Here’s how to place orders and manage trades when trading forex. There are a number of forex order types that are useful in different circumstances.
Here are the main order types:
- Market buy or sell
- Stop buy or sell order
- Limit buy or sell order
Forex Market Order
Most retail platforms use “Buy” and “Sell” buttons which are used for instant execution (confirmation may be required depending on platform set-up) at the current ask or bid price. Placing a buy or sell at the current market price is called a “market order.”
“Buy” means you’re buying the first currency in the pair, expecting the price to rise on your charts. It also means you’ll be buying at the “ask” price.
“Sell” means you’re selling the first currency in the pair, expecting the price on your charts to drop. It also means you’ll sell at the “bid” price.
You then have other elements to consider when placing a trade, such as position size, stop loss, and profit target.
- Position size or quantity is how much you want to buy/sell, and is determined by a simple formula covered in the linked article.
- A stop loss is an order placed at a price where you know you’re wrong about the trade. Where to place stops is covered in the linked article. The stop loss is protection from excessive losses. If the market moves to the stop loss price the position is closed at a loss. This is so you don’t lose more than is warranted on any one trade. And since the stop is placed with the broker, it’ll execute even if you’re not around or don’t have your trading platform open.
- You can also set a profit target order. A profit target is a price which, if hit, will close the position (or part of the position) at a profit. It’s a price you expect the pair to move to which will give you a profit. A profit target closes your position, if the target price is hit by the market, even if you’re not around or your platform is turned off.
- A stop loss is a stop order and a profit target is a limit order, as discussed below, because these order types are “pending” and waiting to be filled.
Some trading platforms let you pre-program a stop loss and profit target so that when you execute a market order the default stop loss and profit are placed along with it. With other platforms, you’ll need to manually enter the stop loss and profit once you are in the trade. Click to right-click on the trade to edit it, and add in the prices that you want your stop loss and profit target at.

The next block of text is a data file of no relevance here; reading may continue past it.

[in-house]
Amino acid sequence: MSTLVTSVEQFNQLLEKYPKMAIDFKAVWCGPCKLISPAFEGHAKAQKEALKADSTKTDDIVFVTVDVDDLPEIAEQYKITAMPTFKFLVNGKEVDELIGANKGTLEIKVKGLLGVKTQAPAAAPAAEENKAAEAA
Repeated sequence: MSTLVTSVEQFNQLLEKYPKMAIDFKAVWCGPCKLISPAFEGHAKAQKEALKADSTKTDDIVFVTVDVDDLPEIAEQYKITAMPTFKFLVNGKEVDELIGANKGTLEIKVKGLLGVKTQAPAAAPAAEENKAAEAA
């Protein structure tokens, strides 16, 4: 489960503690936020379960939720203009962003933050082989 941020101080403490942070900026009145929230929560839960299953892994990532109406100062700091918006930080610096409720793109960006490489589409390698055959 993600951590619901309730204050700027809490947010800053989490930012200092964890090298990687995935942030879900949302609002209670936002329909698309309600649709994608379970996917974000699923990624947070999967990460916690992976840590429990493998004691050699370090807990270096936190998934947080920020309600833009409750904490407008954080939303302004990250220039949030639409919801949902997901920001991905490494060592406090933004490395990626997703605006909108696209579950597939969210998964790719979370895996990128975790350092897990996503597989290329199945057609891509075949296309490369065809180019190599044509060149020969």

If any of this doesn’t make sense, review the Forex Introduction Course for a complete video guide on understanding the forex market.
Forex Pending Order Types
What if you only want to buy the EUR/USD if it breaks out of the trading range it has been in?
Such a breakout could be 10, 33, or 226 pips away from the current market price…and the breakout could happen while you’re away from your computer.
In this case, you’ll place a “pending order.” A pending order may or may not get executed. It’ll only execute if the price you set for the order is reached by the market.
Here’s the basic rundown of how to use pending orders. This may sound complex when written, but in your trading platform all you need to do is fill in the blanks (entry price, stop loss, and target) on the order form with the price levels you want. The software does the rest.
Here are the types of pending orders:
Forex Buy Stop Order
A buy stop order is used to buy the currency (pair) at a price higher than the current market price. The order will only execute if the price moves up to the order price.
For instance, if you wish to Buy the AUD/USD at 1.0621 and it currently trades at 1.0522. Place a Buy Stop order at 1.0621. If the market goes to that price your order is executed and you’ll have bought (be long) that currency pair.
Why use it? You only want to buy if the price starts moving up or moves above a specific price level.
Note: If you have a short position and place a stop loss, the stop loss is a Buy Stop order.
Forex Buy Limit Order
Use a buy limit order to buy the currency (pair) at a price lower than the current market price. The order will only fill if the price moves down to the order price.